Researcher Financial Conflicts Influence Flu Drug StudiesNicole Ostrow
Researchers with financial ties to flu drug companies more often reported positive findings in their studies of the treatments, a new analysis found.
Seven of eight studies that analyzed previous research and whose researchers had financial ties to the drug industry were considered favorable to the flu treatments, including Roche Holding AG’s Tamiflu and GlaxoSmithKline Plc’s Relenza, according to research today in the Annals of Internal Medicine. That compares with five favorable findings of 29 reviews from researchers who didn’t report similar financial conflicts of interest.
“This is a huge discrepancy,” said Florence Bourgeois, the senior study author and an assistant professor of pediatrics at Boston Children’s Hospital and Harvard Medical School, in a telephone interview. “While we can’t comment specifically about what the effect of the conflicts of interest are, it raises concerns and questions around how this came about.”
Today’s findings add to previous studies that have questioned the effectiveness and safety of the treatments and pointed out flaws in how some of the earlier trials have been conducted. The results are the first to examine the potential influence of financial conflicts of interest in systematic reviews of these treatments, the authors said.
“For them to reach nearly polar opposite conclusions is sort of a big deal because systematic reviews are considered the pinnacle of evidence-based medicine,” said Adam Dunn, the lead study author and a senior research fellow at the Australian Institute of Health Innovation at the University of New South Wales in Sydney.
Christine Laine, editor in chief of the Annals and a senior vice president at the American College of Physicians in Philadelphia, said there’s a lot of confusion for doctors because of the conflicting findings among the studies of the flu medicines. Today’s results provide some insight into why the literature on this topic has been “inconsistent.”
“It’s well known that clinical trials where the people doing them have conflicts of interest are more likely to report favorable results,” she said in a telephone interview. “This is an extension to what we’ve seen in other areas. People should be aware of what the potential conflicts of interest are of the people that are doing the scholarly work, whether the scholarly work is a primary research study or a work synthesizing work that’s already out there.”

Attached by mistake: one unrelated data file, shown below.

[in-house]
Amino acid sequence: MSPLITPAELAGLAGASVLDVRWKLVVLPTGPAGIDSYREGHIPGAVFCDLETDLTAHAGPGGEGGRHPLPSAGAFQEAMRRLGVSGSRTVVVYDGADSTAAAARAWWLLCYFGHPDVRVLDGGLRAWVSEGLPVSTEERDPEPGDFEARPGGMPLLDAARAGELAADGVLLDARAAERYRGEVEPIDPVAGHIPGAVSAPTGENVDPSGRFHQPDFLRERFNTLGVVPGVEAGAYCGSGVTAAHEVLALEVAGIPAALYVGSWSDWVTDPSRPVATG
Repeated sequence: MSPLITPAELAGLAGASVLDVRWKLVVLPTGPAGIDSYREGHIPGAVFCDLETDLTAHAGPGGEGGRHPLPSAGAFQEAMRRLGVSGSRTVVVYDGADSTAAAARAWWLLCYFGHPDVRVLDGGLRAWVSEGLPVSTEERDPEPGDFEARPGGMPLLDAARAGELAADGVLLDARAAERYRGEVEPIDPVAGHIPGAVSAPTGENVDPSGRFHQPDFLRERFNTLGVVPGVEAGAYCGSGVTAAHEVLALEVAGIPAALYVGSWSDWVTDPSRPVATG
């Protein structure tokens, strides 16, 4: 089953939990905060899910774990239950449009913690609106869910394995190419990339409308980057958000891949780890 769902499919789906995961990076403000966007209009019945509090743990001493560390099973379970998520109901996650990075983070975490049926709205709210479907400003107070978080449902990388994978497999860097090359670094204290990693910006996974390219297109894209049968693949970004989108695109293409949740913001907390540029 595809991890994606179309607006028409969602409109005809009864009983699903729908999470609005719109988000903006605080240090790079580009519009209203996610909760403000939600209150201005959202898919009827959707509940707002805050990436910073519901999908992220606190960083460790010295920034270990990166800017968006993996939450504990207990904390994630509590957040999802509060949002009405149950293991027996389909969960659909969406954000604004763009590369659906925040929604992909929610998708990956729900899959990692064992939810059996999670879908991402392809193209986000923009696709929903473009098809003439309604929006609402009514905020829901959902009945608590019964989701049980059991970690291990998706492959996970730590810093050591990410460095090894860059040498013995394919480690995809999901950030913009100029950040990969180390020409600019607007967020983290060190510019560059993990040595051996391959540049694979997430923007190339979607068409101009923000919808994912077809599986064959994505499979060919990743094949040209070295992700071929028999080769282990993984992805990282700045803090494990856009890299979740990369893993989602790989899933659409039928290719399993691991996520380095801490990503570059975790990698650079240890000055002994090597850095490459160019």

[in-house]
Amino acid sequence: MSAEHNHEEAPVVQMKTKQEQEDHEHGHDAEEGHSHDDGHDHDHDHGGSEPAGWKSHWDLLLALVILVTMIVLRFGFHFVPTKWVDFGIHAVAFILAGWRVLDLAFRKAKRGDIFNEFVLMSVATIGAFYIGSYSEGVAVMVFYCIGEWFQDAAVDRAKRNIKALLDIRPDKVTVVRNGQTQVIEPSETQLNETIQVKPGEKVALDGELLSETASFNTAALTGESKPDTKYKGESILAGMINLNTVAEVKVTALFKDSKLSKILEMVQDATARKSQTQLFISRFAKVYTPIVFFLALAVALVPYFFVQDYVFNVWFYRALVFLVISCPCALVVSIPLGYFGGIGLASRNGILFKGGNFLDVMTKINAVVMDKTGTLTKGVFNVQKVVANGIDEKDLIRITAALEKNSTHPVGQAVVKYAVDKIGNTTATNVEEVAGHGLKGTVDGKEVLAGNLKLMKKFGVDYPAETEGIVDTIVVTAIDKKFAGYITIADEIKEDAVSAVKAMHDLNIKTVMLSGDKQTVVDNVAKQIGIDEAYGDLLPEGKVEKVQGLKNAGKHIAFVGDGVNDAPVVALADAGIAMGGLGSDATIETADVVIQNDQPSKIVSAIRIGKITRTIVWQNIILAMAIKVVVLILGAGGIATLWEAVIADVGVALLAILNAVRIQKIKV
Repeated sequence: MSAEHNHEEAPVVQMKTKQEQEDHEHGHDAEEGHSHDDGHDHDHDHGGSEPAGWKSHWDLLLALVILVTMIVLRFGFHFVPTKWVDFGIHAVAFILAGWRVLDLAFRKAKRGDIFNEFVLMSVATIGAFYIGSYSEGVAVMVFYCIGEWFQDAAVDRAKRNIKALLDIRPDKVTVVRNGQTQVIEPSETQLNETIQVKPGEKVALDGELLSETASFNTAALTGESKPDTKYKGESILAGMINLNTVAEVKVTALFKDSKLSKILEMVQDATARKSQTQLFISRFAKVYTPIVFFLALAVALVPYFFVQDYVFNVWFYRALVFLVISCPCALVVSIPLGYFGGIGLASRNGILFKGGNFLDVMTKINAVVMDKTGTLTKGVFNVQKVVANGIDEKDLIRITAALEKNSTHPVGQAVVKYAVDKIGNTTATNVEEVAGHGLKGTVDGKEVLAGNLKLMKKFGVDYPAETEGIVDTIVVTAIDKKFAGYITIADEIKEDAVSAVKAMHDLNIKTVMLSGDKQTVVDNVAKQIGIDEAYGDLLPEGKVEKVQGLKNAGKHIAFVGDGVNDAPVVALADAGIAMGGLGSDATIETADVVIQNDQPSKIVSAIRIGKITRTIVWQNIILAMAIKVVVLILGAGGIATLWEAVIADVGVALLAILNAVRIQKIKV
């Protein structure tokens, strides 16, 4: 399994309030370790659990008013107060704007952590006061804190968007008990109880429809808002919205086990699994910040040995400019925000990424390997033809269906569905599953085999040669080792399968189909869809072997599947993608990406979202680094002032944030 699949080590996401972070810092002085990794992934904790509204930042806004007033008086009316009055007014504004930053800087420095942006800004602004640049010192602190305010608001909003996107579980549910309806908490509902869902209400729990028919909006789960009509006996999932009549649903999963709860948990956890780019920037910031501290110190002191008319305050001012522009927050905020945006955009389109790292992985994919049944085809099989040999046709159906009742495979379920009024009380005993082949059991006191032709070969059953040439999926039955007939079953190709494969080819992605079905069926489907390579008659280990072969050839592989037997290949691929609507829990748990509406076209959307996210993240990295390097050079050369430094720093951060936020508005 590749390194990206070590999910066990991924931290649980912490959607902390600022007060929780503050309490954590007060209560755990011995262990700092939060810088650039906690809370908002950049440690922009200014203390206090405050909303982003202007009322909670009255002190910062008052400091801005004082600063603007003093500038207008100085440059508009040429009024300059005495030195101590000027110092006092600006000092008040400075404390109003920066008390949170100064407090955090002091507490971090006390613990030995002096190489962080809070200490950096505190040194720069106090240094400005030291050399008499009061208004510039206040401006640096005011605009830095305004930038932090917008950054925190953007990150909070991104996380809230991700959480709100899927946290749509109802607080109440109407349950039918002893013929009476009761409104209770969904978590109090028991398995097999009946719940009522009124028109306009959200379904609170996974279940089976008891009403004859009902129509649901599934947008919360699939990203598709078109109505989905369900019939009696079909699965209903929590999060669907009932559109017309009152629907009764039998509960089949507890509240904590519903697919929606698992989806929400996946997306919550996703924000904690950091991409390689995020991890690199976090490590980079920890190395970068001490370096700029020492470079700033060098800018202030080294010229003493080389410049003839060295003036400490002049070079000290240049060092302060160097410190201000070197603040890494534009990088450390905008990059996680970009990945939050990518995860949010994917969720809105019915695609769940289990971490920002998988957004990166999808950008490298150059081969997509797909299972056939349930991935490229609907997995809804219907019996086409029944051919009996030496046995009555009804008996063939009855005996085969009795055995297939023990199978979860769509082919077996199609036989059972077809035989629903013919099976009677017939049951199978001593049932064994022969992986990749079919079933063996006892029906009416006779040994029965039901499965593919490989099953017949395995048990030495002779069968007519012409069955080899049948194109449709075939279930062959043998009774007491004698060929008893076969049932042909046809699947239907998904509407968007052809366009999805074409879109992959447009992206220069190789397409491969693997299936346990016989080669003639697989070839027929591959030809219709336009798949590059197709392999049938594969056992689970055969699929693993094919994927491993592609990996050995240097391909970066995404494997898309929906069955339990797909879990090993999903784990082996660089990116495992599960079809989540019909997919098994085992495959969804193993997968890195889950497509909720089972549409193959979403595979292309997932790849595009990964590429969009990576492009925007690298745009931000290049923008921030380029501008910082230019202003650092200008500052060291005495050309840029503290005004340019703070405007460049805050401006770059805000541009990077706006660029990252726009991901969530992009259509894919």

Austine Graff, a spokeswoman for Basel, Switzerland-based Roche’s Genentech unit, said the company regularly works with established experts across many therapeutic areas.
“We believe that partnerships between the medical community and companies, like ours, who discover and develop medicines are critically important to our shared goals of advancing scientific knowledge and delivering new medicines to patients in need,” she said in an e-mail today. “Our ability to engage with doctors, researchers and opinion leaders in robust dialogue on approved and investigational medicines is vital to our research and development efforts. Genentech’s professional relationships with experts are within all existing pharmaceutical industry and regulatory guidelines.”
Glaxo said it wouldn’t directly comment on the study about the financial ties. “We believe that clinical trial data for Relenza supports its effectiveness against flu and that when used appropriately, in the right patient, it can reduce duration of flu symptoms,’’ said Glaxo spokesman Robert Perry.
Researchers in the study included 37 systematic reviews from 2005 to 2014 that analyzed previous studies. The reviews ranged from those supporting the efficacy of the medicines for prevention and early treatment of the flu or advocating for national stockpiling of the treatments to those that recommended the medicines not be used routinely or discouraging national stockpiling.
The U.S. has spent about $1.3 billion, and the U.K. 424 million pounds ($680 million), stockpiling the drugs following a 2009 outbreak of the H1N1 swine flu.
Dunn said even with these results, studies from partnerships between drug companies and researchers shouldn’t be ignored because not all conflicts of interest lead to bias.
For patients, Bourgeois said, they should discuss with their doctors whether to receive the treatments. A study in April in the British Medical Journal, which analyzed 170,000 pages of clinical-trial data, found Tamiflu helped reduce flu symptoms but also caused side effects including vomiting and delirium.
‘‘What we don’t want is for researchers and clinicians to discount a study simply because there are conflicts of interest,” she said. “We should think of other ways these conflicts of interest are managed.”